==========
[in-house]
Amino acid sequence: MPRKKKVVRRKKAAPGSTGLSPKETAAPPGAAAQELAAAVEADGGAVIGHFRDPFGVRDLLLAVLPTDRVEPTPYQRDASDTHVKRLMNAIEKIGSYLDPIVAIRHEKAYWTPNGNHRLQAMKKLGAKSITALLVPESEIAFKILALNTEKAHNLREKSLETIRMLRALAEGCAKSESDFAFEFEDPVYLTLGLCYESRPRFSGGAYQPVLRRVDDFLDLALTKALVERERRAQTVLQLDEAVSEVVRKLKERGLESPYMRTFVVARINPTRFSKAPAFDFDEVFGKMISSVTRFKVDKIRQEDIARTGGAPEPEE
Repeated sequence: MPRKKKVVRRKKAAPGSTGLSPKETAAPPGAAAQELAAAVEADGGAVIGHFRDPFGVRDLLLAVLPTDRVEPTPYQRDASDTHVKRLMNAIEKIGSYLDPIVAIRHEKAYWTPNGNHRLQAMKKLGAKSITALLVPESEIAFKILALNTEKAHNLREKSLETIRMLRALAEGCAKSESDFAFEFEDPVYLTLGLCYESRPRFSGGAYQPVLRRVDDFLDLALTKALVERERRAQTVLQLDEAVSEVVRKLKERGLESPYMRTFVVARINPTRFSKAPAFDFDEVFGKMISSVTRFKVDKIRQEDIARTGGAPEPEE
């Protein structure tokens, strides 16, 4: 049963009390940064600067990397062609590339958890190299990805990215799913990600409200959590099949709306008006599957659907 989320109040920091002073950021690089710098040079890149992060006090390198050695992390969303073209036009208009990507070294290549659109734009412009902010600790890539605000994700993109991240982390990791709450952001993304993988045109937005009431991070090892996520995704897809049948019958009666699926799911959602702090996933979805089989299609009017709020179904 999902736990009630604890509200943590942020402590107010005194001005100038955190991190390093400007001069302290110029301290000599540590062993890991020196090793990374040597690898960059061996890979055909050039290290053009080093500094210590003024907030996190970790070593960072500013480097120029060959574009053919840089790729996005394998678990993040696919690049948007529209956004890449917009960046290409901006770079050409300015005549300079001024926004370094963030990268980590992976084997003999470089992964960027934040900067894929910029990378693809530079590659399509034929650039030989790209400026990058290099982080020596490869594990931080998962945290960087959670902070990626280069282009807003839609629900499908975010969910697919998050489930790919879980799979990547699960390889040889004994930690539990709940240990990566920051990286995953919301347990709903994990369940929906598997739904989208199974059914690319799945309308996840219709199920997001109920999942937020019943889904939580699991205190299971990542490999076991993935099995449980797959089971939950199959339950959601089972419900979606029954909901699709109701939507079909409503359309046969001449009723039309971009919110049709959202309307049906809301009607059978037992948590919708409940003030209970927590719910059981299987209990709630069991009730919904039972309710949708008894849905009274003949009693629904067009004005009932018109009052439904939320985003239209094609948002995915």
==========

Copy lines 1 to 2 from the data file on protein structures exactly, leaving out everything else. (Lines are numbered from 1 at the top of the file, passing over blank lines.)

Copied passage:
[in-house]
Amino acid sequence: MPRKKKVVRRKKAAPGSTGLSPKETAAPPGAAAQELAAAVEADGGAVIGHFRDPFGVRDLLLAVLPTDRVEPTPYQRDASDTHVKRLMNAIEKIGSYLDPIVAIRHEKAYWTPNGNHRLQAMKKLGAKSITALLVPESEIAFKILALNTEKAHNLREKSLETIRMLRALAEGCAKSESDFAFEFEDPVYLTLGLCYESRPRFSGGAYQPVLRRVDDFLDLALTKALVERERRAQTVLQLDEAVSEVVRKLKERGLESPYMRTFVVARINPTRFSKAPAFDFDEVFGKMISSVTRFKVDKIRQEDIARTGGAPEPEE